Gourmet Traveller enters podcast space, refreshes magazine

Bauer Media’s Gourmet Traveller is hoping to offer readers a “promise of something new”, as its refreshes its brand and launches its first podcast series.

The refreshed magazine comes three months after the appointment of Sarah Oakes as editor and aims to engage a wider audience, no longer defined by demographics.

The September issue, which launches today

Oakes replaced Anthea Loucas, one of Bauer’s longest-standing major magazine bosses, who held the title of editor-in-chief for 13 years, last December.

The launch came from a re-assessment of Gourmet Traveller’s audience, said Oakes: “We assessed who the Gourmet Traveller reader is, and we used to be able to easily identify them by their age, and by their income, and what’s happening now is food, and people who are really passionate about food, they cross all demographics.”

One of the major components of the relaunch is Gourmet Traveller’s move into podcasting, with the first series – Set Menu – going live today.

The podcasts will offer new opportunities to complement the magazines, as well as respond to the news cycle, Oakes said.

Set Menu, will be available to download from iTunes, and features Gourmet Traveller’s managing editor and food critic Pat Nourse, being interviewed by award winning chef Mark Best on the eve of the 2018 Restaurant Awards, about how to review restaurants.

Asked why the magazine was entering the space, Oakes said it was an area that all brands should be in.

“Certainly in Australia with the vibrant dining culture we have here, the kind of access that the Gourmet Traveller has really lends itself to being an interesting new dimension for the brand,” she explained.

“We are doing it because we need to be doing it, it’s a place we should be in, and it’s a natural fit for us.”

Oakes said while the podcasts would not begin with a sponsor, they would look to monetise them once the audiences are built.

New Gourmet Traveller editor, Sarah Oakes, wants to build on Loucas’ legacy

“I see us being able to turn this into series on particular topics and things that might suit our advertisers. They might sponsor a six part series, on a particular theme like coffee, on vegetarian cooking,” she said.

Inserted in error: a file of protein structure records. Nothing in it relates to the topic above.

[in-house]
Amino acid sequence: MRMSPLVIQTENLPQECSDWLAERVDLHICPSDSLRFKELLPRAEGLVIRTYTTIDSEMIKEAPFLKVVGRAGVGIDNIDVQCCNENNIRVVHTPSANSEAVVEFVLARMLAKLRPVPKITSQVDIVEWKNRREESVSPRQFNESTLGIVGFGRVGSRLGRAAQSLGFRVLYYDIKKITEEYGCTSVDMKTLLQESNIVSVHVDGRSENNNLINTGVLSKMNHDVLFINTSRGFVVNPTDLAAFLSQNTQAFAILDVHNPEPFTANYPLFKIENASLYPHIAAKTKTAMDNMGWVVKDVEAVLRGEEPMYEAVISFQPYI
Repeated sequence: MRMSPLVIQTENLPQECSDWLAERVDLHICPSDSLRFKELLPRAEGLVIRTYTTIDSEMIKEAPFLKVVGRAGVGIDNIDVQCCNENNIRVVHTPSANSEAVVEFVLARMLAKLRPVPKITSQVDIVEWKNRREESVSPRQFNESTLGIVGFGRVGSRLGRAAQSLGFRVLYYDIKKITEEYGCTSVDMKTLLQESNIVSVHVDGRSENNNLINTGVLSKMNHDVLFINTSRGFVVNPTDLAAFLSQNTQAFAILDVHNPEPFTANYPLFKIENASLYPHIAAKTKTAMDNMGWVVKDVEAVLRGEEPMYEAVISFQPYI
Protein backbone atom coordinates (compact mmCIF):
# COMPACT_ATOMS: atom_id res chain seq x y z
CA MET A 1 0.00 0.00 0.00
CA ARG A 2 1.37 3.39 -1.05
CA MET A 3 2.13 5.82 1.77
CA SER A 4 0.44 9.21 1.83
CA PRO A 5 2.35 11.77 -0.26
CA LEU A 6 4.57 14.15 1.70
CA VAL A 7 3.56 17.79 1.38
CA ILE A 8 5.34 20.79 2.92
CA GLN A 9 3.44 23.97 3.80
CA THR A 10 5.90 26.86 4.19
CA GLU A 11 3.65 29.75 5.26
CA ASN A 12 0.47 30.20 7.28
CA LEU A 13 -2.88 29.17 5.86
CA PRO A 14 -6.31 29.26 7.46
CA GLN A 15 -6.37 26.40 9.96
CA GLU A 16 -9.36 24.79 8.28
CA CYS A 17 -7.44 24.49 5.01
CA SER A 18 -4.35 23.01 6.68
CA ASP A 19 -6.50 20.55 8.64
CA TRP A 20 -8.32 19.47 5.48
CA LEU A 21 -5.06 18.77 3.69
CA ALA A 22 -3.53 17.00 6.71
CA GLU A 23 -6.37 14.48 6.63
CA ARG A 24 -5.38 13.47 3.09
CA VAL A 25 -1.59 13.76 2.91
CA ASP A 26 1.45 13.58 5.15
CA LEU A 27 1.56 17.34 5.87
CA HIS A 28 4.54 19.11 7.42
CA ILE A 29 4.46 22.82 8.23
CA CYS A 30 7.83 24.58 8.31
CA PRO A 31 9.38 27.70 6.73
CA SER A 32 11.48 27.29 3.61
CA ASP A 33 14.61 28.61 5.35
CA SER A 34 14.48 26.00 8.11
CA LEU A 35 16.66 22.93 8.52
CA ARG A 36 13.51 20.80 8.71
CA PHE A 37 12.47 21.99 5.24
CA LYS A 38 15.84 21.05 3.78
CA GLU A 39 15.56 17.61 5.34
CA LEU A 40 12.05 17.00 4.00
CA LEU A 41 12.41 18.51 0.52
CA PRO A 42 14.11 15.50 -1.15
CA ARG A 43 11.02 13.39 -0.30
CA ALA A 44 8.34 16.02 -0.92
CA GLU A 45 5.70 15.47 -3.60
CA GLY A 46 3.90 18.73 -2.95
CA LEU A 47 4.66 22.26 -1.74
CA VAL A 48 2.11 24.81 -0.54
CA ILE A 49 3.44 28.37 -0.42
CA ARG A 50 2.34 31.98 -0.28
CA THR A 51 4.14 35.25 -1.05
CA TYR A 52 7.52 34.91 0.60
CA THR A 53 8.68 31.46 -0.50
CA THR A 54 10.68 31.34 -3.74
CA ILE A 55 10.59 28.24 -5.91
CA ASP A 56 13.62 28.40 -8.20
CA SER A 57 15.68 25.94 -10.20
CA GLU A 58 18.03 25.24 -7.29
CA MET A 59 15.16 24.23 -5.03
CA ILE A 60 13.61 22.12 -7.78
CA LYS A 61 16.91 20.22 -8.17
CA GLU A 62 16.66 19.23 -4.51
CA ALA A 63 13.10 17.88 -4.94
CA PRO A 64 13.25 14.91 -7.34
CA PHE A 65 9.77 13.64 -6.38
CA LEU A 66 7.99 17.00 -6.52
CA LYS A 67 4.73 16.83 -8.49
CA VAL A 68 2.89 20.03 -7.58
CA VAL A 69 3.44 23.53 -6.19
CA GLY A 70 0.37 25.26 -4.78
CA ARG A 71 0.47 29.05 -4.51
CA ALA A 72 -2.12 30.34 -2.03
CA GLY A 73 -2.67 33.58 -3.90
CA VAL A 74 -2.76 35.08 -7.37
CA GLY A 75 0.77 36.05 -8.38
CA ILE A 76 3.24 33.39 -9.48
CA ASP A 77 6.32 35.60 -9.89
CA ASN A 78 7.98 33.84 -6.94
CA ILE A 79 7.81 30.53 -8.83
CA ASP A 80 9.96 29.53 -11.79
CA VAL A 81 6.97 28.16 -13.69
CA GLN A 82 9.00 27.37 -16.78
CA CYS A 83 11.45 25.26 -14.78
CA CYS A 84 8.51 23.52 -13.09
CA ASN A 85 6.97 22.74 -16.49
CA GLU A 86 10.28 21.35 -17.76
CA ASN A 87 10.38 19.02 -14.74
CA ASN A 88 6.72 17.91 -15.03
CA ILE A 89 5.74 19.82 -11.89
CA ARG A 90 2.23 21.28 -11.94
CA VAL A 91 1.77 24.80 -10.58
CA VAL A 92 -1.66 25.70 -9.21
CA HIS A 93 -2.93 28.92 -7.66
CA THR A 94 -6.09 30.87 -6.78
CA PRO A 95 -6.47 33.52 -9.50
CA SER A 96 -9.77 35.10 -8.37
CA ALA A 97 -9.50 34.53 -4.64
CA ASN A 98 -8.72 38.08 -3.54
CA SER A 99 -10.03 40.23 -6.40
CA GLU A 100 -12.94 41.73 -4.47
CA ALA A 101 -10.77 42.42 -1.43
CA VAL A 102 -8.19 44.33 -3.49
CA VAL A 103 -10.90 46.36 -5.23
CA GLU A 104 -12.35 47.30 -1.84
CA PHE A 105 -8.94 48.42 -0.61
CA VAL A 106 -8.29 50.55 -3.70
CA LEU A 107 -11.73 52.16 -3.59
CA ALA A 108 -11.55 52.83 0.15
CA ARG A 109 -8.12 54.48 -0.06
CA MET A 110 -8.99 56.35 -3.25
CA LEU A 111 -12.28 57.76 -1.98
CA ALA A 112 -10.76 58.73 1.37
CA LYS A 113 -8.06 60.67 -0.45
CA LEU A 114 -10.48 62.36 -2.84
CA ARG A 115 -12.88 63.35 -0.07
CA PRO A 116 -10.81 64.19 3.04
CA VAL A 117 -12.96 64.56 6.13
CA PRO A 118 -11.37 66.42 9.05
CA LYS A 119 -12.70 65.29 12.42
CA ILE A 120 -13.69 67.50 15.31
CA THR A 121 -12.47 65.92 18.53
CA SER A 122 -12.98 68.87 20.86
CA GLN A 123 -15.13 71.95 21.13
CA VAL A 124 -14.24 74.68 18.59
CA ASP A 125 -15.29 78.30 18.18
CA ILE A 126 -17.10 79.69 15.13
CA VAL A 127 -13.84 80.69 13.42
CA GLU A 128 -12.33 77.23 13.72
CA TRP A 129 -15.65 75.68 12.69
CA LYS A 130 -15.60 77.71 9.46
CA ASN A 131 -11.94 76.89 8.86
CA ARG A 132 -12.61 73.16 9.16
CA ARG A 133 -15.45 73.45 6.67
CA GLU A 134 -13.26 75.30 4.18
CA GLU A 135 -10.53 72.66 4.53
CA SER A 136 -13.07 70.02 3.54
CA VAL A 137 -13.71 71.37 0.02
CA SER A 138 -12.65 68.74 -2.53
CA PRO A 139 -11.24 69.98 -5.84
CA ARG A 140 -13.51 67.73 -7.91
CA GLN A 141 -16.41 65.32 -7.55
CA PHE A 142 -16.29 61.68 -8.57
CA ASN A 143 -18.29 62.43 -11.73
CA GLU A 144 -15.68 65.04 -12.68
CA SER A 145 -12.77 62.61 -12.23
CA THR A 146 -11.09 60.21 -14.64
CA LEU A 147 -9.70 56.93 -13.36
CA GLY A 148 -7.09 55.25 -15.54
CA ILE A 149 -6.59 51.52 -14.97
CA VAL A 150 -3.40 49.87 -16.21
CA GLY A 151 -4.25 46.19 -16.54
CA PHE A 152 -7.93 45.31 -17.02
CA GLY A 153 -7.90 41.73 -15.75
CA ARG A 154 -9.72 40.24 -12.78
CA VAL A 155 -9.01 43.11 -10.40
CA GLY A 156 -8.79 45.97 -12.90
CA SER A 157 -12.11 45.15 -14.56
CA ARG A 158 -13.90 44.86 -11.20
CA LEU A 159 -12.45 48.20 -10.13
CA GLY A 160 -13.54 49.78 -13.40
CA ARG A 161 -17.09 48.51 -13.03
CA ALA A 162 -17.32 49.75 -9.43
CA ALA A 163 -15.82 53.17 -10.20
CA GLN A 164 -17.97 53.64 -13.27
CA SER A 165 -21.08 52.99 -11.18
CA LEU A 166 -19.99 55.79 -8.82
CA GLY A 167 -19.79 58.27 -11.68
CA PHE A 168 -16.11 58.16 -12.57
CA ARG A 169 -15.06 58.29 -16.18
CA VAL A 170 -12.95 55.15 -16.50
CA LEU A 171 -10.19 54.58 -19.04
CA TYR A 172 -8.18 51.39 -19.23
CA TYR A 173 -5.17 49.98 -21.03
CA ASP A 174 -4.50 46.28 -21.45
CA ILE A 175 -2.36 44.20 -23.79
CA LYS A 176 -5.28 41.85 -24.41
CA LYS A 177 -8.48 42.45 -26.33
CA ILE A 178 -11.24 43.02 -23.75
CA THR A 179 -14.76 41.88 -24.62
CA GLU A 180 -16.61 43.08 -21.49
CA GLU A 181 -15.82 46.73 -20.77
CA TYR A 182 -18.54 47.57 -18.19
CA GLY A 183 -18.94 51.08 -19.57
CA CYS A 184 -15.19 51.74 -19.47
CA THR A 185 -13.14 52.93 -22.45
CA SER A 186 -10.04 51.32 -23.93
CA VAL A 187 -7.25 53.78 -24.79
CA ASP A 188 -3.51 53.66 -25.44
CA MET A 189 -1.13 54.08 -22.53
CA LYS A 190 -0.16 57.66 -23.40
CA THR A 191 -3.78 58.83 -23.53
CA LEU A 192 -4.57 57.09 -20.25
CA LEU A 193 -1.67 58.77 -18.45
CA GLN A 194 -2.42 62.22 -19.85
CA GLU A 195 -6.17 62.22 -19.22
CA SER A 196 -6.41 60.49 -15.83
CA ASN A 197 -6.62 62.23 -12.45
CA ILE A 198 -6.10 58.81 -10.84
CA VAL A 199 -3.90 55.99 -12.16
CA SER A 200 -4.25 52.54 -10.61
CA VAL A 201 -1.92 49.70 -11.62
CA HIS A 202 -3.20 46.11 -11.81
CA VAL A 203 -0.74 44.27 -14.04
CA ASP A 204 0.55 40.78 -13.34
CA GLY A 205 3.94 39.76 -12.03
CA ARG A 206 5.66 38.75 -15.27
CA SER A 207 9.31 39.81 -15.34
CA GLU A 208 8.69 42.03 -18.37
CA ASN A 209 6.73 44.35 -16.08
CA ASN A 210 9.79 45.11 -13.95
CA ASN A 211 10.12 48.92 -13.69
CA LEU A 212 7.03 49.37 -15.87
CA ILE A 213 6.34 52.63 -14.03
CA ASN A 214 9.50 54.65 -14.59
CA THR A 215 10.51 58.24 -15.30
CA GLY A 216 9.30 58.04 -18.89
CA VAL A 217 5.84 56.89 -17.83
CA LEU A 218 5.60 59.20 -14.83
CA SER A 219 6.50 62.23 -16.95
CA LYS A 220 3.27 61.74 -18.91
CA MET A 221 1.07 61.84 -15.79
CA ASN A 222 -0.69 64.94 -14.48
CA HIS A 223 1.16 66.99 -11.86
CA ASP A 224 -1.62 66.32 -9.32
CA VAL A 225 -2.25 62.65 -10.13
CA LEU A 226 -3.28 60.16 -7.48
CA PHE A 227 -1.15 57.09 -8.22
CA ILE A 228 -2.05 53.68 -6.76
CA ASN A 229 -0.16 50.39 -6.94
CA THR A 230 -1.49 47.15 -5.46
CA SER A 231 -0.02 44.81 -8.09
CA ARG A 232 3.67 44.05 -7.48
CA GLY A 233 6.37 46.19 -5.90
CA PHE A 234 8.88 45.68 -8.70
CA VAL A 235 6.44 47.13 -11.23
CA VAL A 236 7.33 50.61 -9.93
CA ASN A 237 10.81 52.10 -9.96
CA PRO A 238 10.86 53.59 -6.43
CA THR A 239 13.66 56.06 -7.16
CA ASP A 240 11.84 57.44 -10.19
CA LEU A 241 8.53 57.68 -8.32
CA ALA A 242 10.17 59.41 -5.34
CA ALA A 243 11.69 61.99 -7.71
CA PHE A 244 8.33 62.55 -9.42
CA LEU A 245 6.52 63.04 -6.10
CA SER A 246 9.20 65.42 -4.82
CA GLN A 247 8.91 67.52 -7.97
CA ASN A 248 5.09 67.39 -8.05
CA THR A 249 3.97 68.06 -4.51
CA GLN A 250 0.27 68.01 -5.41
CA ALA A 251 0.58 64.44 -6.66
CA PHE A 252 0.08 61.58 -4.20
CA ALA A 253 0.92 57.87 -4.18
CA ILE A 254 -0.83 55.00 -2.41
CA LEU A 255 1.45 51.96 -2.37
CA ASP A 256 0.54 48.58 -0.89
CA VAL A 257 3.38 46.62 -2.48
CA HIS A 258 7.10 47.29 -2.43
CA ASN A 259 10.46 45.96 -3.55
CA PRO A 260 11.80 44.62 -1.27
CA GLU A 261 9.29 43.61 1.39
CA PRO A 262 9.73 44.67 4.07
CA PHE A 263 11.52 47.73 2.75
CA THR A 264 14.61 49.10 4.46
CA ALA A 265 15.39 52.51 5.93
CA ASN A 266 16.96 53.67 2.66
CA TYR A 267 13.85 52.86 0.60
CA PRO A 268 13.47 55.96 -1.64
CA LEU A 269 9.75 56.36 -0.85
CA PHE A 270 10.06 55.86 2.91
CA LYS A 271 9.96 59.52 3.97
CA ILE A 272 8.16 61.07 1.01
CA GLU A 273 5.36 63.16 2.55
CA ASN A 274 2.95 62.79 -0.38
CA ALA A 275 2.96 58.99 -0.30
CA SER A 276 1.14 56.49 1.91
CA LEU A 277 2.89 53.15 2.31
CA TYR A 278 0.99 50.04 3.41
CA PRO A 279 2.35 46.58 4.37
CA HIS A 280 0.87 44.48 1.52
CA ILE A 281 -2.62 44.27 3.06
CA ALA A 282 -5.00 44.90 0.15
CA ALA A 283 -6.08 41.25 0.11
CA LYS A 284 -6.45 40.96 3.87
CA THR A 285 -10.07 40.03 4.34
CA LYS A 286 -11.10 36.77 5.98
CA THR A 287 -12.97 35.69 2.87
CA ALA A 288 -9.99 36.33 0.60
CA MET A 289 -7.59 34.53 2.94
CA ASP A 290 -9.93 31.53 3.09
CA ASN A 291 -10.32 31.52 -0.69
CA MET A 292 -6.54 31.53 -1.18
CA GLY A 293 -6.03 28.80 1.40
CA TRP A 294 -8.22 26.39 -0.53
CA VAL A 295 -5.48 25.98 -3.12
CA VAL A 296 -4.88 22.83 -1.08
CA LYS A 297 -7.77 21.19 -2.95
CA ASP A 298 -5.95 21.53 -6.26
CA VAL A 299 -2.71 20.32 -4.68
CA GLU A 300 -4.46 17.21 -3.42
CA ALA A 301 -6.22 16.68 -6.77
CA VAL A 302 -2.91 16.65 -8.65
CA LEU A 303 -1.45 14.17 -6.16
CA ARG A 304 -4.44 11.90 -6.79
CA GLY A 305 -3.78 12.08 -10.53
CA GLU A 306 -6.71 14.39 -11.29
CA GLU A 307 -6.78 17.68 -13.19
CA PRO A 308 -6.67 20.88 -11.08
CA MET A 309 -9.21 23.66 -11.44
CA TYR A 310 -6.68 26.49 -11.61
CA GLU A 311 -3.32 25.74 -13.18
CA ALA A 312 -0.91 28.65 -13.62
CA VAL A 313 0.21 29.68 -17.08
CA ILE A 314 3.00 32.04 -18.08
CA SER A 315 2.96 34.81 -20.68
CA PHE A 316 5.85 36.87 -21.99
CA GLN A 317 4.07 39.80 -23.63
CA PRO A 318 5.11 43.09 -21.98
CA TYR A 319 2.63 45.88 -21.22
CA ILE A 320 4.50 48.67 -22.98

“I see it as having a lot of potential for our advertisers, we just need to deliver those numbers first, which I’m confident we will do.”

She also said she saw Gourmet Traveller growing a “small network of podcasts”, potentially focused on travel as well.

All brands should be looking to enter the podcast space, Oakes says

“I’d love to see the frequency increase, I’d love to be doing a weekly podcast, I’d love to explore other areas relative to the title where we could do separate executions,” she said.

The magazine will also include more long form food stories, a monthly section on clean eating, a section in up skilling, which will provide readers with the skills to execute “more challenging recipes,” and a focus on regional culinary centres in Australia.

Oakes said travel will also feature towards the beginning of the publication.

“We really want to increase the visibility of travel in the magazine, more travel pages upfront,” Oakes said.

“We’ve dissolved the separate travel and food news sections, and put them together at the very front of the book. Also in travel, (there will be) a focus on design and architecture, which is a really integral part of why we travel, and how we travel, and the way businesses are executing design and architecture within new hotels,”

Oakes said she was not moving away from Loucas’ vision, but look to build on what she had created.

“I have the deepest respect for Anthea and the work she did here,” Oakes said.

“Even though we are refreshing the magazines, and making some changes, our core values of integrity, elegance and authority will never change.

“We are just looking to extend that work and build on it, and offer readers a promise of something new.”

To mark the magazine relaunch, Gourmet Traveller has also partnered with Melbourne’s Lune croissants in a pop-up activation, offering free croissants to Sydney readers who take a copy of the September issue to Paramount Coffee Project in Surry Hills.

The launch will also be supported by a campaign on SBS.

Cornelia Schulze, general manager of homes and food, said the magazine’s new podcast offering, and refresh will provide advertisers with new opportunities.

“We are making a bit of a switch towards attitudinal and behavioural segmentation of the audience we reach out to, simply because you are no longer defined by your age so much or your income,” she explained to Mumbrella.

“What certainly is ever evolving and ever growing with a brand like Gourmet Traveller…is that with every additional touchpoint we offer, whether it is a podcast, our social presence, whether it’s digital, whether it’s the new look magazine, there’s always additional touch points for advertisers.

Schulze: More advertisers will get on board

“What we see is, much like there’s no one size fits all when it comes to demographic positioning, there’s no one size fits all with advertisers either.”

She said she “firmly” believed additional advertisers would be interested in the magazine after the refresh.

“Those who do see the value of such a premium lifestyle offering, those who do see the connection that food and travel have these days and what that means for the people who are reading the content from Gourmet Traveller.”


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